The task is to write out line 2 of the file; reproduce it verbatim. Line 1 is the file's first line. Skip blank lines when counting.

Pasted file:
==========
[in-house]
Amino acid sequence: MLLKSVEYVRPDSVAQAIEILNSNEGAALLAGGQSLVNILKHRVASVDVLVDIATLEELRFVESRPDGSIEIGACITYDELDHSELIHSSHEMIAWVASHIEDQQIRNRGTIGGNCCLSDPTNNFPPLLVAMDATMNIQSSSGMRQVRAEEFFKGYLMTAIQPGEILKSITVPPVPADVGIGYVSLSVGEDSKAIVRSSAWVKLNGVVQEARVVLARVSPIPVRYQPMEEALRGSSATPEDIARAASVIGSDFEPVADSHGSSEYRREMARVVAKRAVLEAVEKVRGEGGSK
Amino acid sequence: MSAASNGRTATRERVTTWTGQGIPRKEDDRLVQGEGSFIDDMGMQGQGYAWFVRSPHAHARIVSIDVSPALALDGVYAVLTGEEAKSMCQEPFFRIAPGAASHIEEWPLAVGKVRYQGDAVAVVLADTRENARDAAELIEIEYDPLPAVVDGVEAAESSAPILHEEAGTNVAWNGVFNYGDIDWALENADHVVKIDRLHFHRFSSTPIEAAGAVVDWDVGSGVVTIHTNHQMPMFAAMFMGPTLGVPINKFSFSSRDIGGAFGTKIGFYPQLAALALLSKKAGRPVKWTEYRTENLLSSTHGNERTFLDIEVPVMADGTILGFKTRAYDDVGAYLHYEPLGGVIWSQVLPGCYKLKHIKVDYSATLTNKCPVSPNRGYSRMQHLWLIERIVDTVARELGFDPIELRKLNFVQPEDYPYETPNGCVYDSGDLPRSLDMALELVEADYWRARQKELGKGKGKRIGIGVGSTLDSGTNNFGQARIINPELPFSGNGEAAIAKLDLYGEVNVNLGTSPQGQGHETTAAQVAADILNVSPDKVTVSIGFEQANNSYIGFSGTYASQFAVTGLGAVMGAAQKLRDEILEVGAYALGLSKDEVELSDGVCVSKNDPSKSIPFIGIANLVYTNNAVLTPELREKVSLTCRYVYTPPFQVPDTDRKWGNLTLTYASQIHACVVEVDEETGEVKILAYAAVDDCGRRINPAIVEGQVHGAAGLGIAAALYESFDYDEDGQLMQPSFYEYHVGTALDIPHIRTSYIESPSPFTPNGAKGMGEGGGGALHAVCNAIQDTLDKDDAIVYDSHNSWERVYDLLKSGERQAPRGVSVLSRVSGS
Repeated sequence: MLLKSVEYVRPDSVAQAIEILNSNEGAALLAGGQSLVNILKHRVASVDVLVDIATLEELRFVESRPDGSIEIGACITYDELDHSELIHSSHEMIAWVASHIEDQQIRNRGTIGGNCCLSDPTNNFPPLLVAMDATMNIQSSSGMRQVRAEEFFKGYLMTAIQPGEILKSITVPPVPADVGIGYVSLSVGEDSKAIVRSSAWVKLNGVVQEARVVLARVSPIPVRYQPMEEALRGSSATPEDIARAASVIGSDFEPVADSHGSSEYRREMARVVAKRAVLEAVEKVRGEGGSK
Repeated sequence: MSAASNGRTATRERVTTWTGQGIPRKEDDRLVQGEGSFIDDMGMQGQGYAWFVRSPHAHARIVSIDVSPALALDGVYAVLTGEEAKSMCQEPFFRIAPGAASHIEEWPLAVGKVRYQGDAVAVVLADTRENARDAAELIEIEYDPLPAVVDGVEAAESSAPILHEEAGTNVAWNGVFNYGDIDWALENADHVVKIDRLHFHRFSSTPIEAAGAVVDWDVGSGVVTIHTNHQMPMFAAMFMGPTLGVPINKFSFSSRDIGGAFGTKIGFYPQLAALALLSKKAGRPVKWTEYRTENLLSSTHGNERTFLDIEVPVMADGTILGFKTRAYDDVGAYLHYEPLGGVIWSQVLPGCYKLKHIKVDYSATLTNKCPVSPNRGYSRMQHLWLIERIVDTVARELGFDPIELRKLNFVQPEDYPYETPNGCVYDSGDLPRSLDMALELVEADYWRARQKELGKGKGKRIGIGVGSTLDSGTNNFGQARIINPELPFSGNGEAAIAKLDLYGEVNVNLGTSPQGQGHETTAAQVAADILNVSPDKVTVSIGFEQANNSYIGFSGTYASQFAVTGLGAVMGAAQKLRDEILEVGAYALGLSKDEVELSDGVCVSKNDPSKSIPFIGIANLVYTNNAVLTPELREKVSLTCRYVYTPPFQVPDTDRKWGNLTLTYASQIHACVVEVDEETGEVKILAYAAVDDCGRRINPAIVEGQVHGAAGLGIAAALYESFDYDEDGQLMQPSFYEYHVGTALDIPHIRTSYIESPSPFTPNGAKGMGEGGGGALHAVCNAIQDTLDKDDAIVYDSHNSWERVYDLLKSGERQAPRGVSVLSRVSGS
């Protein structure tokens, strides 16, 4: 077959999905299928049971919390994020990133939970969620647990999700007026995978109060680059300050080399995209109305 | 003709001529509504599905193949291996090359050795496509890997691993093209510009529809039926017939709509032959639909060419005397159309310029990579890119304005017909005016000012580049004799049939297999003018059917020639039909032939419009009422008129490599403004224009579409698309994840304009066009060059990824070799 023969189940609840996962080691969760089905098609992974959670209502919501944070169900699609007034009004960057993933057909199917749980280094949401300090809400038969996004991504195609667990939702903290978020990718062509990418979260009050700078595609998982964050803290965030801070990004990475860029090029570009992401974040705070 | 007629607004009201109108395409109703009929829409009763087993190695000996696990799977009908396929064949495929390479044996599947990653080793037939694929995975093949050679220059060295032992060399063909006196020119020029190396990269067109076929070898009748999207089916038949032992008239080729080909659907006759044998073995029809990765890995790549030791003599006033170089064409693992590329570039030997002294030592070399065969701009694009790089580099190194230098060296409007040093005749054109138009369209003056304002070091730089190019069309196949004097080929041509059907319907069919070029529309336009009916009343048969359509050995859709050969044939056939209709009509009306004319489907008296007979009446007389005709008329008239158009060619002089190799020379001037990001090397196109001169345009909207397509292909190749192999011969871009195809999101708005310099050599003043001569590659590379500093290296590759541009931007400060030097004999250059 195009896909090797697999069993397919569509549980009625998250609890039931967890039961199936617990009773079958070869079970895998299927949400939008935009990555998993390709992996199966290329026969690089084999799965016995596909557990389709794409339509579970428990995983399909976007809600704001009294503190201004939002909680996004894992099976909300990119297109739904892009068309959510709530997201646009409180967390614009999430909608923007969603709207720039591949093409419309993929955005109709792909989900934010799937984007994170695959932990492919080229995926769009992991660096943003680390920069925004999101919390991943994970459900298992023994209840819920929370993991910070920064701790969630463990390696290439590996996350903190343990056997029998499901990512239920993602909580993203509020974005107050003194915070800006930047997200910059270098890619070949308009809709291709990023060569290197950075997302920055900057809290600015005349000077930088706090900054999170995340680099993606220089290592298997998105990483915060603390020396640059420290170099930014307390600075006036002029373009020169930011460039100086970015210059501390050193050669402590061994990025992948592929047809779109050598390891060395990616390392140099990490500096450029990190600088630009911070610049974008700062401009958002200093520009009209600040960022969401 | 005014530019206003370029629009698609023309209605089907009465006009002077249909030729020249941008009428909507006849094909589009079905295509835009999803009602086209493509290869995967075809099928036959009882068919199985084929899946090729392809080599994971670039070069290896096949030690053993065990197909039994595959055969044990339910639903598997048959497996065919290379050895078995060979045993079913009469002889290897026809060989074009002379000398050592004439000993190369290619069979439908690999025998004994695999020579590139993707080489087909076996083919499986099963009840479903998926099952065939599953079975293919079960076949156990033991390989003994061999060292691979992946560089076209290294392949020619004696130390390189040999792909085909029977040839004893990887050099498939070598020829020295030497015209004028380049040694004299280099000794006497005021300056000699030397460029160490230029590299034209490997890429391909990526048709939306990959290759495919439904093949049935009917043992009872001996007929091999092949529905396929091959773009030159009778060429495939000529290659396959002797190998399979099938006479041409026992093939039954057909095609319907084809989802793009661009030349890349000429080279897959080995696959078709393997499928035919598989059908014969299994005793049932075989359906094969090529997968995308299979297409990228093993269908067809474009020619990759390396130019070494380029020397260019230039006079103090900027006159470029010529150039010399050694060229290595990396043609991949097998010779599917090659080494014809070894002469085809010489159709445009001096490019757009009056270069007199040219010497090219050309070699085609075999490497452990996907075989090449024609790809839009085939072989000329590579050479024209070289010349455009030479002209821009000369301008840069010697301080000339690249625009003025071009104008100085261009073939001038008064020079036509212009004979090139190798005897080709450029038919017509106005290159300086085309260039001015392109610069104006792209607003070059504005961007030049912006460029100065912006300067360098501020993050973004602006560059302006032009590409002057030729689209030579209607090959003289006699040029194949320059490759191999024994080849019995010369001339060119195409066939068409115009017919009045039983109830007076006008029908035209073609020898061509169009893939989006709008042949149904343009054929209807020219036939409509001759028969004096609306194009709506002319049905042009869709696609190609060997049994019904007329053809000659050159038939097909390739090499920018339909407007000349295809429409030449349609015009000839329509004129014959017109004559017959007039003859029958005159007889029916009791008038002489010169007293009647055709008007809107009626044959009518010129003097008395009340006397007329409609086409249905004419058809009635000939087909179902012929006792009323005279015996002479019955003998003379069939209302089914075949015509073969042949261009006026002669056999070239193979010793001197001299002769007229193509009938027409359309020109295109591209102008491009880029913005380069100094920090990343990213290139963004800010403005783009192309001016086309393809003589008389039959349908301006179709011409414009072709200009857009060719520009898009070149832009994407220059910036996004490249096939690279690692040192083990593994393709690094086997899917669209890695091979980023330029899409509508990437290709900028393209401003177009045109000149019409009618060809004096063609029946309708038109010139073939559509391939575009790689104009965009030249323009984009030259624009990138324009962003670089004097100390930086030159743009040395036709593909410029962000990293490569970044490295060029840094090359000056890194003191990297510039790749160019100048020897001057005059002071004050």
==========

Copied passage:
Amino acid sequence: MLLKSVEYVRPDSVAQAIEILNSNEGAALLAGGQSLVNILKHRVASVDVLVDIATLEELRFVESRPDGSIEIGACITYDELDHSELIHSSHEMIAWVASHIEDQQIRNRGTIGGNCCLSDPTNNFPPLLVAMDATMNIQSSSGMRQVRAEEFFKGYLMTAIQPGEILKSITVPPVPADVGIGYVSLSVGEDSKAIVRSSAWVKLNGVVQEARVVLARVSPIPVRYQPMEEALRGSSATPEDIARAASVIGSDFEPVADSHGSSEYRREMARVVAKRAVLEAVEKVRGEGGSK